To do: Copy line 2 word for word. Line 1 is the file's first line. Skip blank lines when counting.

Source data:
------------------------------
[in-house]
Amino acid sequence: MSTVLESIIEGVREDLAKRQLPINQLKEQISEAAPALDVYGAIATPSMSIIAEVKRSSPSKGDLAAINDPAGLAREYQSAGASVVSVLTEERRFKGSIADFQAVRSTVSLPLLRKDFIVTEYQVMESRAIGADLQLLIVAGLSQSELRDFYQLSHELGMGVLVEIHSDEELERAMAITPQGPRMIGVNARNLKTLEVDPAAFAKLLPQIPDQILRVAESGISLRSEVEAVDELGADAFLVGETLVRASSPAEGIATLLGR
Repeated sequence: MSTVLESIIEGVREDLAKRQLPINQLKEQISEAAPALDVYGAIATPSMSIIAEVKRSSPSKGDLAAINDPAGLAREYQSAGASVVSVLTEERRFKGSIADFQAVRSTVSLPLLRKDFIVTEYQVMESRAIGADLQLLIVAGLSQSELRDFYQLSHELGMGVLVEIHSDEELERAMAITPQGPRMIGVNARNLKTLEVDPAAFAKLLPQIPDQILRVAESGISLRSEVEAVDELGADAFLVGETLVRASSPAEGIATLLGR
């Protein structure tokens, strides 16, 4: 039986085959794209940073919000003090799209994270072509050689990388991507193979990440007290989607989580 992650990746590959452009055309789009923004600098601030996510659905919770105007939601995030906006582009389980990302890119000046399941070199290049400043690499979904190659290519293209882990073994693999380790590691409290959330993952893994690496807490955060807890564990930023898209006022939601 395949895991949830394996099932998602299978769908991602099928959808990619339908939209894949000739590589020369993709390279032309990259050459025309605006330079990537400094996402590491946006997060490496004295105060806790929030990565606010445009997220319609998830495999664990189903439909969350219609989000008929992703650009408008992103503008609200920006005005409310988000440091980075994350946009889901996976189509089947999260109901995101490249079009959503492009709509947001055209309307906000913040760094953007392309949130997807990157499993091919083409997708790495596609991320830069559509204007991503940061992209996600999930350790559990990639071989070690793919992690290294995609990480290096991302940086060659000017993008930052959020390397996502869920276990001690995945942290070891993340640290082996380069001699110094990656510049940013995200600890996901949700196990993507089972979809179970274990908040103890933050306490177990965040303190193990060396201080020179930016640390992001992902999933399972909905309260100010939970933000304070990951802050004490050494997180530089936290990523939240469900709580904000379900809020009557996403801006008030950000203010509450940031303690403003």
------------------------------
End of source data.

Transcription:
Amino acid sequence: MSTVLESIIEGVREDLAKRQLPINQLKEQISEAAPALDVYGAIATPSMSIIAEVKRSSPSKGDLAAINDPAGLAREYQSAGASVVSVLTEERRFKGSIADFQAVRSTVSLPLLRKDFIVTEYQVMESRAIGADLQLLIVAGLSQSELRDFYQLSHELGMGVLVEIHSDEELERAMAITPQGPRMIGVNARNLKTLEVDPAAFAKLLPQIPDQILRVAESGISLRSEVEAVDELGADAFLVGETLVRASSPAEGIATLLGR